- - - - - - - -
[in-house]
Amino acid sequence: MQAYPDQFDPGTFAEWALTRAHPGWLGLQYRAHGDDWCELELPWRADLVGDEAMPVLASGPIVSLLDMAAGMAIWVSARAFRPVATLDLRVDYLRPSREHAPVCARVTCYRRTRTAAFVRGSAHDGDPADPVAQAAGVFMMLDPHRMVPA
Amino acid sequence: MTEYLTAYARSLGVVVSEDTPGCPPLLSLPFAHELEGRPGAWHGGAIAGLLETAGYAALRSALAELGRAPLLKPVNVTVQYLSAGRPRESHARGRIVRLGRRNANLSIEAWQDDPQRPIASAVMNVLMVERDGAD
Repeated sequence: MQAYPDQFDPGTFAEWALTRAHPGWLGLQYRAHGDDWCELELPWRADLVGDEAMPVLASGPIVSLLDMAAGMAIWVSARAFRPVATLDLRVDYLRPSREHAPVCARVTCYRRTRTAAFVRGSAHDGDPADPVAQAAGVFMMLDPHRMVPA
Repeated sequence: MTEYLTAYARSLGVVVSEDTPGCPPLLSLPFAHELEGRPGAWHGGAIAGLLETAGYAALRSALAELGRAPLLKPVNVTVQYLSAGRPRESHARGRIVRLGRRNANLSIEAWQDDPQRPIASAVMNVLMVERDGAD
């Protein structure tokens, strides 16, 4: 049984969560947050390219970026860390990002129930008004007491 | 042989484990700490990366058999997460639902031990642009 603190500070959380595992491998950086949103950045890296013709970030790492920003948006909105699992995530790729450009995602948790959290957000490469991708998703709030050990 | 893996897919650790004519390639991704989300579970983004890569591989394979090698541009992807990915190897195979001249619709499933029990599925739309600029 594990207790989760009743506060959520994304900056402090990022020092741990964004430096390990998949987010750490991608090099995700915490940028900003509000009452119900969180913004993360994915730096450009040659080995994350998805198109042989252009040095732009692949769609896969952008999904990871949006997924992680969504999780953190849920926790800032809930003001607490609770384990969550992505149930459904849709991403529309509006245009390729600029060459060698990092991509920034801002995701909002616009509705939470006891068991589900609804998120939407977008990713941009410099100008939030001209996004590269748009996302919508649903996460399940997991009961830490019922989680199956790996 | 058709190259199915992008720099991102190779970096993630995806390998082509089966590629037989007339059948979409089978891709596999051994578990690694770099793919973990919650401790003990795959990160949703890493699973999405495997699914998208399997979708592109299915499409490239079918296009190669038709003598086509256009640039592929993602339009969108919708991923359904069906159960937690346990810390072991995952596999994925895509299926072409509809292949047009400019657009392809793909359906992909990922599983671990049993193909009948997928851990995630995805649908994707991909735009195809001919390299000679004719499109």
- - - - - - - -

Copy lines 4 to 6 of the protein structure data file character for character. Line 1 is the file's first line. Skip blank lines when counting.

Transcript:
Repeated sequence: MQAYPDQFDPGTFAEWALTRAHPGWLGLQYRAHGDDWCELELPWRADLVGDEAMPVLASGPIVSLLDMAAGMAIWVSARAFRPVATLDLRVDYLRPSREHAPVCARVTCYRRTRTAAFVRGSAHDGDPADPVAQAAGVFMMLDPHRMVPA
Repeated sequence: MTEYLTAYARSLGVVVSEDTPGCPPLLSLPFAHELEGRPGAWHGGAIAGLLETAGYAALRSALAELGRAPLLKPVNVTVQYLSAGRPRESHARGRIVRLGRRNANLSIEAWQDDPQRPIASAVMNVLMVERDGAD
């Protein structure tokens, strides 16, 4: 049984969560947050390219970026860390990002129930008004007491 | 042989484990700490990366058999997460639902031990642009 603190500070959380595992491998950086949103950045890296013709970030790492920003948006909105699992995530790729450009995602948790959290957000490469991708998703709030050990 | 893996897919650790004519390639991704989300579970983004890569591989394979090698541009992807990915190897195979001249619709499933029990599925739309600029 594990207790989760009743506060959520994304900056402090990022020092741990964004430096390990998949987010750490991608090099995700915490940028900003509000009452119900969180913004993360994915730096450009040659080995994350998805198109042989252009040095732009692949769609896969952008999904990871949006997924992680969504999780953190849920926790800032809930003001607490609770384990969550992505149930459904849709991403529309509006245009390729600029060459060698990092991509920034801002995701909002616009509705939470006891068991589900609804998120939407977008990713941009410099100008939030001209996004590269748009996302919508649903996460399940997991009961830490019922989680199956790996 | 058709190259199915992008720099991102190779970096993630995806390998082509089966590629037989007339059948979409089978891709596999051994578990690694770099793919973990919650401790003990795959990160949703890493699973999405495997699914998208399997979708592109299915499409490239079918296009190669038709003598086509256009640039592929993602339009969108919708991923359904069906159960937690346990810390072991995952596999994925895509299926072409509809292949047009400019657009392809793909359906992909990922599983671990049993193909009948997928851990995630995805649908994707991909735009195809001919390299000679004719499109």